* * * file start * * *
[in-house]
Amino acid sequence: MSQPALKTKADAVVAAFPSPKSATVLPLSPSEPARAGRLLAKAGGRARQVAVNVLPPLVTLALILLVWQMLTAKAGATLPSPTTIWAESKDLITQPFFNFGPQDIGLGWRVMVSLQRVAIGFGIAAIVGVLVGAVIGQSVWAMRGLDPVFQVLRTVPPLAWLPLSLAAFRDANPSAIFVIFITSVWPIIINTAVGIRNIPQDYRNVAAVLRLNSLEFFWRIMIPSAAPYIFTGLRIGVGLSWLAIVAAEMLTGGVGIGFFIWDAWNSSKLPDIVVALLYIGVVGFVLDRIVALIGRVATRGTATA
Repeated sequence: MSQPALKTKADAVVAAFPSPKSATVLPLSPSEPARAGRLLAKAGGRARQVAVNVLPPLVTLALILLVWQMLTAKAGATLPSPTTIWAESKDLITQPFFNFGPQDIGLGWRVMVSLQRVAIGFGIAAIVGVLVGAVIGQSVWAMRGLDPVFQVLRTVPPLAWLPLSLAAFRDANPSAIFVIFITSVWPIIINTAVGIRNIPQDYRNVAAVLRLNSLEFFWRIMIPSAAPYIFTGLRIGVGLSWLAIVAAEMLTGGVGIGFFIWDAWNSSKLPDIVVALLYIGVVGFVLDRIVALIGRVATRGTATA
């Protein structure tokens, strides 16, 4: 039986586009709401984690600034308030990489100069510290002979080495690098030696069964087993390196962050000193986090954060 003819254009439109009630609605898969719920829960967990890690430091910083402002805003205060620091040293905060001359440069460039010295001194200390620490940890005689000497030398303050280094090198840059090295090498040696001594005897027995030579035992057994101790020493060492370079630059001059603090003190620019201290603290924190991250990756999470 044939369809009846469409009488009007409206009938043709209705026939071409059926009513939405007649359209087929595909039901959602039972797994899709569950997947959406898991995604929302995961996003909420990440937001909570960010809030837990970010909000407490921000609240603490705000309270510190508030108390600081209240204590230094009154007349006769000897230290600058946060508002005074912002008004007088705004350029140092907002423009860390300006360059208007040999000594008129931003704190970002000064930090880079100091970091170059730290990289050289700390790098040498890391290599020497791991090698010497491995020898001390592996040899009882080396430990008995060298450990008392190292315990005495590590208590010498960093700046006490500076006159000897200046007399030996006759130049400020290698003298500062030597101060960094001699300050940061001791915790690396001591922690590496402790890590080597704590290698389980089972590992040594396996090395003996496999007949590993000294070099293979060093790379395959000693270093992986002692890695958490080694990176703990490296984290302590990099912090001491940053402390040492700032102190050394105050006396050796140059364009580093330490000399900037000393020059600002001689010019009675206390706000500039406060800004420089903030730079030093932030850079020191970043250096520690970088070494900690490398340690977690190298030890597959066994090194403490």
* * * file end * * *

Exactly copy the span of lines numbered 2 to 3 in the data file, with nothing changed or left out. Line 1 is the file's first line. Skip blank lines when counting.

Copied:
Amino acid sequence: MSQPALKTKADAVVAAFPSPKSATVLPLSPSEPARAGRLLAKAGGRARQVAVNVLPPLVTLALILLVWQMLTAKAGATLPSPTTIWAESKDLITQPFFNFGPQDIGLGWRVMVSLQRVAIGFGIAAIVGVLVGAVIGQSVWAMRGLDPVFQVLRTVPPLAWLPLSLAAFRDANPSAIFVIFITSVWPIIINTAVGIRNIPQDYRNVAAVLRLNSLEFFWRIMIPSAAPYIFTGLRIGVGLSWLAIVAAEMLTGGVGIGFFIWDAWNSSKLPDIVVALLYIGVVGFVLDRIVALIGRVATRGTATA
Repeated sequence: MSQPALKTKADAVVAAFPSPKSATVLPLSPSEPARAGRLLAKAGGRARQVAVNVLPPLVTLALILLVWQMLTAKAGATLPSPTTIWAESKDLITQPFFNFGPQDIGLGWRVMVSLQRVAIGFGIAAIVGVLVGAVIGQSVWAMRGLDPVFQVLRTVPPLAWLPLSLAAFRDANPSAIFVIFITSVWPIIINTAVGIRNIPQDYRNVAAVLRLNSLEFFWRIMIPSAAPYIFTGLRIGVGLSWLAIVAAEMLTGGVGIGFFIWDAWNSSKLPDIVVALLYIGVVGFVLDRIVALIGRVATRGTATA